The graduation requirements in effect at the time of graduation apply. When choosing the degree requirements information, always choose the year of your expected date of graduation. Requirements for graduation are referred to via university publications as "Checksheets". The number of credit hours required for degree completion varies among curricula. Students must satisfactorily complete all requirements and university obligations for degree completion.
The university reserves the right to modify requirements in a degree program. However, the university will not alter degree requirements less than two years from the expected graduation year unless there is a transition plan for students already in the degree program.
Please visit the University Registrar website at http://registrar.vt.edu/graduation-multi-brief/index1.html for degree requirements.
2004: INTRODUCTION TO BIOLOGICAL SYSTEMS ENGINEERING Introduction to the fundamental concepts of Biological Systems Engineering, including statistics, heat and mass balances, protein separation, microbial metabolism, and enzyme kinetics. Engineering design process, engineering problem-solving tools and techniques, development of oral and written communication skills, and the importance of teamwork and ethics in Biological Systems Engineering. Pre: ENGE 1024 or ENGE 1215 or ENGE 1414. (1H,3L,2C)
2094: INTRODUCTION TO METAL FABRICATION Introduction to metal working tools, equipment, and processes. Fundamentals of gas and arc welding. (3L,1C)
2294: ANIMAL STRUCTURES AND ENVIRONMENT Functional considerations in facilities development for production agriculture. Concepts of farmstead planning and system development emphasized. Techniques for providing production animal environment, especially for confinement facilities. Pre: (MATH 1016 or MATH 1025). (3H,3C)
2304: LANDSCAPE MEASUREMENTS AND MODELING Introduction to land surveying, computer-aided design, and drafting for land and water resources engineering. Representation of features in two and three dimensions for documentation and visualization of watershed engineering projects. Create plans, cross sections, detail drawings, and three dimensional visualizations using computer-aided design and drafting tools. Pre: (MATH 1206 or MATH 1226). (2H,3L,3C)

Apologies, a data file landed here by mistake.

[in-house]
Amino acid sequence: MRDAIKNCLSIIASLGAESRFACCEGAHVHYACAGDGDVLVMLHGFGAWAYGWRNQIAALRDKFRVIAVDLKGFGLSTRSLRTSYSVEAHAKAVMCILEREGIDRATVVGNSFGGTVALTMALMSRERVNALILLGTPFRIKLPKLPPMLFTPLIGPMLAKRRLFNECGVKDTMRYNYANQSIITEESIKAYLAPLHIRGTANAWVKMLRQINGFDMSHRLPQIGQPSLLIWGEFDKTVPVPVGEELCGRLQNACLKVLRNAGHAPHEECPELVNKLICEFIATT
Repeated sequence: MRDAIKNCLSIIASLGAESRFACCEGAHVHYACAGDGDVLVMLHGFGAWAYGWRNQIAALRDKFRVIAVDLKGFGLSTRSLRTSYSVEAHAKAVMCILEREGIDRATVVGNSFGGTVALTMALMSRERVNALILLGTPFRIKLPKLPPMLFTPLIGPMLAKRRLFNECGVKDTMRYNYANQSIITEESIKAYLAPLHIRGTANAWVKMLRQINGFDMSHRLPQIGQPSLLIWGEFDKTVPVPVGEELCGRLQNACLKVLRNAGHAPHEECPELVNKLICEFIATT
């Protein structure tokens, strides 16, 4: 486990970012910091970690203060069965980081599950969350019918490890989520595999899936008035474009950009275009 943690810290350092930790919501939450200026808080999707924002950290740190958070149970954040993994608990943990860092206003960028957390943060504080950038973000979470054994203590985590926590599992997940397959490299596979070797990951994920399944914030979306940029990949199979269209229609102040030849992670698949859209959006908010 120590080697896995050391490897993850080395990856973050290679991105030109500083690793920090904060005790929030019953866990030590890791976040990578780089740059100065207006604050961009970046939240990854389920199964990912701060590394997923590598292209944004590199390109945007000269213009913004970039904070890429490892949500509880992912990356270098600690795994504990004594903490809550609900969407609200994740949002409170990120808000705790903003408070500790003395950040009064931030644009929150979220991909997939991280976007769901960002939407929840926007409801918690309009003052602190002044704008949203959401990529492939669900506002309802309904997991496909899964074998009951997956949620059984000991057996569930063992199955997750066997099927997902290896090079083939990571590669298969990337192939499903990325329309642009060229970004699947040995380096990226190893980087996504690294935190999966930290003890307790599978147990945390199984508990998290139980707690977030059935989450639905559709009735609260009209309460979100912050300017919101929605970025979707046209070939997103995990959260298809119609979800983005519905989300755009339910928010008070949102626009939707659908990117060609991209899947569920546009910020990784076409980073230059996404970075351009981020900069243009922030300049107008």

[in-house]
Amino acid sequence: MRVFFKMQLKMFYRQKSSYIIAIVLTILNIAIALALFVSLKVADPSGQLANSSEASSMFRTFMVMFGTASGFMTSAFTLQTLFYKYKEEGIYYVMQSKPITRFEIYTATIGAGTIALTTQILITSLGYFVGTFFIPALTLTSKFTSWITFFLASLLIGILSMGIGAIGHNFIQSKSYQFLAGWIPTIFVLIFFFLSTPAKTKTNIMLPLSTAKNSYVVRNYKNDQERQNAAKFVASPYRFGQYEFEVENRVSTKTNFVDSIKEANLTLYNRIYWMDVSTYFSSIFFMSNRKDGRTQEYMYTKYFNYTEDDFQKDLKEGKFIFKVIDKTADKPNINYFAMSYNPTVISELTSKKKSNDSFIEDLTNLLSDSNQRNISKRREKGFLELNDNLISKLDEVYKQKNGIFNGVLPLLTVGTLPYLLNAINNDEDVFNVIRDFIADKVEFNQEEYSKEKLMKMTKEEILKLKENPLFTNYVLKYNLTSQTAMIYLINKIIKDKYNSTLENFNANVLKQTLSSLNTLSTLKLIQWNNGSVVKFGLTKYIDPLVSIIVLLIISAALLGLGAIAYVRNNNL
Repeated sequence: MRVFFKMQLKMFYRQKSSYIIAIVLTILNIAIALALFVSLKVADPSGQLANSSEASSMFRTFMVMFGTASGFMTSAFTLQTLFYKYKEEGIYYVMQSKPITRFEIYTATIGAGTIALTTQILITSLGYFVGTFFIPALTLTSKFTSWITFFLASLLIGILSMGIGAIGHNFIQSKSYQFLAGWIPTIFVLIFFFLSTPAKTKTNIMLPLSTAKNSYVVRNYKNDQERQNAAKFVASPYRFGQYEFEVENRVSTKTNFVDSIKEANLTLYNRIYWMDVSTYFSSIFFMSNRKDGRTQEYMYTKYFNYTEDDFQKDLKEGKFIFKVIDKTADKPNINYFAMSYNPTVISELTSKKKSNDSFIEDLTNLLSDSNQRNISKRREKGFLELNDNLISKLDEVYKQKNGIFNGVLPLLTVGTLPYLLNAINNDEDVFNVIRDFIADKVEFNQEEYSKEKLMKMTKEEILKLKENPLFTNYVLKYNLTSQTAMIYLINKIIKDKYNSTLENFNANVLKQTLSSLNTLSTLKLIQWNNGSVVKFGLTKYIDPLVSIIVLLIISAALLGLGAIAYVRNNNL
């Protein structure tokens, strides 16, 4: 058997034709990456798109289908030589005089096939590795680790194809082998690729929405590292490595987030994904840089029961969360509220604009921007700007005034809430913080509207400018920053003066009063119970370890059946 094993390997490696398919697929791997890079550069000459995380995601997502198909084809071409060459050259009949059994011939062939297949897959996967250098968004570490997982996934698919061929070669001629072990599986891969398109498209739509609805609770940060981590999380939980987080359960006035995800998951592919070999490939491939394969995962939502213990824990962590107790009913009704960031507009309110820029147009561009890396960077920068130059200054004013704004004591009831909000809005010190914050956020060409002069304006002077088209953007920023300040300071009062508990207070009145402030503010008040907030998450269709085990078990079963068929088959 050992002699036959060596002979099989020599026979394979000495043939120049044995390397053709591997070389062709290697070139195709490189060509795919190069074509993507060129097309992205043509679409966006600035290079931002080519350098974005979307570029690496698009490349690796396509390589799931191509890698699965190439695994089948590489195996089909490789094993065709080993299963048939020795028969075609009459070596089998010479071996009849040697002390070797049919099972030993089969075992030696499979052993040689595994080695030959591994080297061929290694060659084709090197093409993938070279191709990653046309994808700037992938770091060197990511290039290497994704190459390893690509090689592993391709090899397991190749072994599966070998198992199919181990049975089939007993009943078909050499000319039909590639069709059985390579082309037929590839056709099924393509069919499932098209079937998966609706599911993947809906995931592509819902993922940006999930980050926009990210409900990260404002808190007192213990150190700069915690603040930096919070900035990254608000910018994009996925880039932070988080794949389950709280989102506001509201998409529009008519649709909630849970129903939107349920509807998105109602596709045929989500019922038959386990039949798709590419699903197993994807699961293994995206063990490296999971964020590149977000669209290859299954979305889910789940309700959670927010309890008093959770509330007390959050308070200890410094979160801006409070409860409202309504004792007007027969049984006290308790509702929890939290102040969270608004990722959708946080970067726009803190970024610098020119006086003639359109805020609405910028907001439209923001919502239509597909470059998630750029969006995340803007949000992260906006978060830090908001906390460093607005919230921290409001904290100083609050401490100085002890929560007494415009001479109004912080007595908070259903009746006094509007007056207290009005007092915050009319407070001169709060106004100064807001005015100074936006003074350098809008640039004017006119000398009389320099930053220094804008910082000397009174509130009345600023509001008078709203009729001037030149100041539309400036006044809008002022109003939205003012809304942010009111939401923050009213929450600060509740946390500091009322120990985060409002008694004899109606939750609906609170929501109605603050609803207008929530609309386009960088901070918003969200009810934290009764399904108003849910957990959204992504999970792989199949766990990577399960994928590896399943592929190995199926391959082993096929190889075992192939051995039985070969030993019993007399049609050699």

2484: ENGINE AND POWER TRAIN TECHNOLOGY Fundamentals of the construction and operation of current internal combustion power units. Control of power utilizing clutches, transmissions, drive shafts, and differentials. Pre: (MATH 1016 or MATH 1025). (2H,3L,3C)
2974: INDEPENDENT STUDY Variable credit course.
2984: SPECIAL STUDY Variable credit course.
3134: BIOLOGICAL SYSTEMS ENGINEERING SEMINAR Critical review of technical and professional articles on current topics in Biological Systems Engineering. Development of oral presentation and technical writing skills. Contemporary ethical, professional, and global issues in Biological Systems Engineering. Pre: 2004. (2L,1C)
3144: ENGINEERING ANALYSIS FOR BIOLOGICAL SYSTEMS USING NUMERICAL METHODS Solving engineering problems related to biological systems using numerical analysis including root finding, numerical integration, differentiation, interpolation and numerical solution of ordinary differential equations. Error analysis and programming with engineering software. Course requirements may be satisfied by taking MATH 2214 prior to or concurrent with course. Co: MATH 2214. (2H,2C)
3154: THERMODYNAMICS OF BIOLOGICAL SYSTEMS Fundamental concepts, first and second laws, psychrometrics applied to plant and animal environments, introduction to Gibbs energy, and application of calorimetry to gain basic understanding of energy flow in a biological system. Course requirements may be satisfied by taking CEE 3304 or CHE 3114 or ESM 3234 or ESM 3024 or ME 3404 prior to or concurrent with course. Pre: ESM 2304, (MATH 2224 or MATH 2224H or MATH 2204 or MATH 2204H). (3H,3C)
3324: SMALL WATERSHED HYDROLOGY Precipitation, soil physics, infiltration, evapotranspiration, groundwater hydrology, overland flow, open channel flow, flow routing, hydraulic analysis. Course requirements may be satisfied by taking CEE 3304 or CHE 3114 or ESM 3234 or ESM 3024 or ME 3404 prior to or concurrent with course. (3H,3C)
3334: NONPOINT SOURCE POLLUTION ASSESSMENT AND CONTROL Erosion prediction and control; transport and fate of sediment, nutrients, and microorganisms; design of nutrient management plans, wetlands, detention facilities and other management practices for rural and urban nonpoint source pollution control. Pre: 3324. (2H,3L,3C)
3494: ADVANCED WELDING TECHNOLOGY Techniques in welding that include gas, submerged metal arc, metal inert gas, pulsed arc, and tungsten inert gas welding. Design of welding structures, fundamentals of heat treatment, and plasma arc cutting. Consent required. (3L,1C)
3504: TRANSPORT PROCESSES IN BIOLOGICAL SYSTEMS Introduction to material and energy balances in biological systems. Fundamentals of heat and mass transfer in biological systems. One and two dimensional conduction, convection, and diffusion of thermal energy and mass. Heat and mass transfer rates, steady and unsteady state conduction, convection, diffusion; design of simple heat exchangers. Application of these topics and fluid mechanics to fluid handling, bacterial growth, plant nutrient uptake, enzymatic reactions. Pre: 3154, ESM 3024. (3H,3C)
3524: UNIT OPERATIONS IN BIOLOGICAL SYSTEMS ENGINEERING Unit operations for processing biological materials including heat exchangers, evaporation, drying, mixing, homogenization, extrusion, phase and multi-phase separation, and size reduction. Laboratory hands-on experience in various unit operations. Course requirements may be satisfied by taking BSE 3504 prior to or concurrent with course. Co: 3534, 3504. (2H,3L,3C)